Chlamydia is the most frequently reported STI caused by bacteria. It is a “silent” disease because 75 percent of infected women and at least half of infected men have no symptoms.

Severe complications can result from untreated chlamydia. Antibiotics are used to treat and cure chlamydia.

How you get it

Women and men can get chlamydia by having vaginal, anal, or oral sex with an infected person. An infected mother can also pass chlamydia to her baby during childbirth.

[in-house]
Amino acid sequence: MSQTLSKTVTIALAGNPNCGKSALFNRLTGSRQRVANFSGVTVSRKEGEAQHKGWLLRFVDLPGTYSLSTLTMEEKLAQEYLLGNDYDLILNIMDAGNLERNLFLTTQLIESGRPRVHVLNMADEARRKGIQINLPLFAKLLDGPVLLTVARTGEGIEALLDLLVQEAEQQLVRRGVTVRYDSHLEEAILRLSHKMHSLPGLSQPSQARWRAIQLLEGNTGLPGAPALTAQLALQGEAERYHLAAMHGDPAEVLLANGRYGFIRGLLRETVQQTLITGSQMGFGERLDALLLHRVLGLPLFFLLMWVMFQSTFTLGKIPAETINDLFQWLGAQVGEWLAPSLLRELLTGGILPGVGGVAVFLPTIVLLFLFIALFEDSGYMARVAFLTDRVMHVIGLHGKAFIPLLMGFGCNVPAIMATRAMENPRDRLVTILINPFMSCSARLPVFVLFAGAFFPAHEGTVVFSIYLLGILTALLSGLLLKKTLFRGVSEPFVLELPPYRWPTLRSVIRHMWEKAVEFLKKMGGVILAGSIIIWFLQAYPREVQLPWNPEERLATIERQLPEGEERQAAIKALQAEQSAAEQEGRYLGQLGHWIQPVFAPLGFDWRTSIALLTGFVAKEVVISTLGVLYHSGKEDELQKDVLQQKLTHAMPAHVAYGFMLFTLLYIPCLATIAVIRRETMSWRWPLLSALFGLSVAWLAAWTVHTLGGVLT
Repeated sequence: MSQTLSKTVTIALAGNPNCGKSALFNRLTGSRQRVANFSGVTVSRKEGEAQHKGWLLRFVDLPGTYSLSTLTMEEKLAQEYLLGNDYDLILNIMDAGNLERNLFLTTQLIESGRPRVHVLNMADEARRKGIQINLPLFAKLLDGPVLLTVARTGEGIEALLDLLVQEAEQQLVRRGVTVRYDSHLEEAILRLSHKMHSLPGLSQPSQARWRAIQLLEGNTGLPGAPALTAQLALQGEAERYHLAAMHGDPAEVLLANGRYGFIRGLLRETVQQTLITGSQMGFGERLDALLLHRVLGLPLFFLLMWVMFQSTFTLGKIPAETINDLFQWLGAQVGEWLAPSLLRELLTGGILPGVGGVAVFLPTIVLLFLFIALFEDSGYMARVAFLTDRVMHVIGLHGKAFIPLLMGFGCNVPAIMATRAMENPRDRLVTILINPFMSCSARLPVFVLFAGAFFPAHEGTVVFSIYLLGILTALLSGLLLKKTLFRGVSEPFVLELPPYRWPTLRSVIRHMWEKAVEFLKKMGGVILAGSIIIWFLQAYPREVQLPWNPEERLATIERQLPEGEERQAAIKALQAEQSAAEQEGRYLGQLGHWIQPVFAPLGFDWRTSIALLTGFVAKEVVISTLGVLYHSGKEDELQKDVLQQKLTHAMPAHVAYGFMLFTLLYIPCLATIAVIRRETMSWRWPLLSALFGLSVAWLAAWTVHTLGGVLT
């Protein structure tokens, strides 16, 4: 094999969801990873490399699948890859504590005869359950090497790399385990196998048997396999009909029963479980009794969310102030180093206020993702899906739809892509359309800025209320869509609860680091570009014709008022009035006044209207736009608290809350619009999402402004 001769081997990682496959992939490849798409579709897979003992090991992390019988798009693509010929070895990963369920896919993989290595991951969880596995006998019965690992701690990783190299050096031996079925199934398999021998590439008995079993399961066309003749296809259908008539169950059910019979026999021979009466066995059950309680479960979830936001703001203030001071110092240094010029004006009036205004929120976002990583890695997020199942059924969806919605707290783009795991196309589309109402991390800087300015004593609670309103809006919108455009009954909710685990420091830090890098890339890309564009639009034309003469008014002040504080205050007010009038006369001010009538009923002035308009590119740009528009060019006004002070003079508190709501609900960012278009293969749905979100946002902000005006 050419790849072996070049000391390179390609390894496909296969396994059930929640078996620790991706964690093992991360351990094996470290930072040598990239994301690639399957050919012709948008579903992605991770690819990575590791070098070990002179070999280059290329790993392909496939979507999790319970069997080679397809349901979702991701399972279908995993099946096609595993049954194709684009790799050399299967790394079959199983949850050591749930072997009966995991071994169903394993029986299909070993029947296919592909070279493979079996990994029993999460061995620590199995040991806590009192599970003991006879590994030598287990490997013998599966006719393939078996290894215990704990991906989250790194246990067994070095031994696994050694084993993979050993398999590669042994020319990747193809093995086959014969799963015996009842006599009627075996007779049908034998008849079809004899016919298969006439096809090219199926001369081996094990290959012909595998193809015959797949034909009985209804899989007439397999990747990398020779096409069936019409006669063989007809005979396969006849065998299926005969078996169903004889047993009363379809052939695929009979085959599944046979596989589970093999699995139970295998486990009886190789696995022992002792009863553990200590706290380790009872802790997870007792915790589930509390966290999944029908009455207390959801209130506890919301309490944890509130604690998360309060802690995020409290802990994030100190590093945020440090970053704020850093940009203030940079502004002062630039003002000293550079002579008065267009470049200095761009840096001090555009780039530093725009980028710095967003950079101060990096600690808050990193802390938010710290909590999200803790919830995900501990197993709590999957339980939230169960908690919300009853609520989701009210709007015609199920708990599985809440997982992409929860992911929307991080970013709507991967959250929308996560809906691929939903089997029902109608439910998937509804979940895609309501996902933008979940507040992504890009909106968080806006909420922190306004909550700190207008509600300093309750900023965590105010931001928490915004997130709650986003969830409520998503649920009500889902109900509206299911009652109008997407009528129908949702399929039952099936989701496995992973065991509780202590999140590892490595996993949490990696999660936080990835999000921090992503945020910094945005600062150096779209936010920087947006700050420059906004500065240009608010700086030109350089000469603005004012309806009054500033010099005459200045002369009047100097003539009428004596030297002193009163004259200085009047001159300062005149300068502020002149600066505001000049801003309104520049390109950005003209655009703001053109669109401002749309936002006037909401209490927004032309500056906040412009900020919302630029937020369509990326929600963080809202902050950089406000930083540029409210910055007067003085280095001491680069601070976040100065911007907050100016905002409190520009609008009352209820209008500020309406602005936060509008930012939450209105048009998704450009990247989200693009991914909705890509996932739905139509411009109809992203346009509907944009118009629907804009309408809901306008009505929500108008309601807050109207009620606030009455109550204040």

Most women have no symptoms. If symptoms do occur, they usually appear within 1 to 3 weeks of exposure. Symptoms, if any, include:
• Abnormal vaginal discharge.
• “Burning” when passing urine.
• Bleeding between periods.
• Lower abdominal pain.
• Low back pain.
• Nausea.
• Fever.
• Pain during sex.

How to find out if you have it 

Your doctor can tell if you have chlamydia by testing your urine or by testing a swab sample taken from the infected site, such as the cervix.
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